Through a combination of new technologies and more aggressive merchandising strategies, supermarkets expect a reinvigorated battery category in the months ahead.
With mostly positive experiences selling higher-end batteries and rechargeables, retailers polled during the recent GMDC General Merchandise Conference in Phoenix said they were looking forward to the upcoming introduction of Panasonic's Oxyride Extreme Power battery.
Meanwhile, many are acting on last year's study from the GMDC Educational Foundation, "Merchandising for Success," which said they could increase sales significantly by increasing the number of locations where batteries are sold.
"It is still an increasing category for us," said Dan Spears, HBC/nonfood director, Ingles Markets, Asheville, N.C. "Year after year, battery sales continue to grow."
While batteries are a high-impulse category, supermarkets are competing with multiple channels, notably mass, drug, dollar and home supply stores. Meanwhile, the improving battery technology itself is a two-edged sword: The batteries command a premium price and are in demand by consumers with high-drain devices like digital cameras, but the batteries last longer, with less frequency of purchase.
Numbers from the Strategic Planner of ACNielsen, Schaumburg, Ill., showed dollar sales for the 52 weeks ending April 16 for supermarkets down 2.2%, an improvement over the previous year's negative 8%. Total battery sales in supermarkets for the period were over $566 million.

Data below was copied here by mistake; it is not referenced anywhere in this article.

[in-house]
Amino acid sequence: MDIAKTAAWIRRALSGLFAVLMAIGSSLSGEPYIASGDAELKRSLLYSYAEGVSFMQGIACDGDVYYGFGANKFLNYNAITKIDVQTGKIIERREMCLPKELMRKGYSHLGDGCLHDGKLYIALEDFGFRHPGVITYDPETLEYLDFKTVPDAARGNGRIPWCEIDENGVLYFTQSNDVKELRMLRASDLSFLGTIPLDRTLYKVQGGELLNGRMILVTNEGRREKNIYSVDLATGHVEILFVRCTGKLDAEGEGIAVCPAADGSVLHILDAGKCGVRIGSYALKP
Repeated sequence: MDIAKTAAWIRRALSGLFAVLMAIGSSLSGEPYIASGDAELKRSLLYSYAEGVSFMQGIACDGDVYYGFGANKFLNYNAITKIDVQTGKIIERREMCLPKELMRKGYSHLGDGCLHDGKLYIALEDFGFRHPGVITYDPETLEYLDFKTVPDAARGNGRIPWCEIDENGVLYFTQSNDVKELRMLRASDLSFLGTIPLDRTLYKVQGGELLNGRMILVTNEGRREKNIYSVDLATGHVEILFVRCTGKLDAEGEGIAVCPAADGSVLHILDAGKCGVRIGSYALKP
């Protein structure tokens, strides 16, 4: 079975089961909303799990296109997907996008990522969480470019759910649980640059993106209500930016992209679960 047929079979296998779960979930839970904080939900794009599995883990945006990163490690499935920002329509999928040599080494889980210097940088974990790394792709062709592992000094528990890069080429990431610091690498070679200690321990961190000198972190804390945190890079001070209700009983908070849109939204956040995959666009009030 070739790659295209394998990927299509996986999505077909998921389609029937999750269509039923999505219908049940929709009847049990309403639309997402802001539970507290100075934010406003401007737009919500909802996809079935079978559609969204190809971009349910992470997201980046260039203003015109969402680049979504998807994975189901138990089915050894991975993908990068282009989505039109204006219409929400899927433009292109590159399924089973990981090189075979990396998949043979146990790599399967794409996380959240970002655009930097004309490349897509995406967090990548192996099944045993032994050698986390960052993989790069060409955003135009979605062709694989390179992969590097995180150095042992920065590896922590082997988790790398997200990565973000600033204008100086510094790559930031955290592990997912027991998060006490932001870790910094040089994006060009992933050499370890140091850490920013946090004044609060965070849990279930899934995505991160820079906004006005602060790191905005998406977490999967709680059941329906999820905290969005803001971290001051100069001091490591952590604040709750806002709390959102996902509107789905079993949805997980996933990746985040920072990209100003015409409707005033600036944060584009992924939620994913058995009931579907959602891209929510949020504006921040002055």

The high-drain battery market has so far been dominated by Duracell of Gillette Co., Boston, and Energizer Holdings, St. Louis. Panasonic Corp. of North America, Secaucus, N.J., is about to join the party with Oxyride Extreme Power, a new type of battery designed for devices like digital cameras, and priced at $3.99 for four, less than the other company's premium offerings and about the same as regular alkalines.
Many buyers were just learning the details about the new battery at last month's GMDC conference.
"We certainly will take a look at it and see what the potential is for those batteries," said Spears of Ingles.
"If the advertising happens, then it will be something that we'll look at," said Russ Servais, corporate category manager, wholesale general merchandise, Supervalu, Eden Prairie, Minn. "But we are currently carrying the Energizer lithium, which is even a longer-lasting battery."
Consumers were not convinced of the cost effectiveness of the Energizer E2 and Duracell Ultra batteries, said Al Jones, senior vice president, procurement and marketing, Imperial Distributors, Auburn, Maine. "I suspect that the E2s and the Ultras weren't significantly better, and if they were, nobody believed it, so now here comes another attempt with some different technology to do the same thing. Whether or not that goes over, well, the product hasn't even launched yet," he said.
Not all executives agreed with Jones' assessment. "The fastest-growing part of the battery category is the higher-performance batteries for use in digital cameras," said Nate Acheson, GM buyer/merchandiser, Rosauers Supermarkets, Spokane, Wash.
Consumers will go for the new batteries, said Gordon Thompson, district manager, Rosauers. "Once the advertising gets out there, they are going to understand that they are going to save money on batteries because they are going to last longer," he said.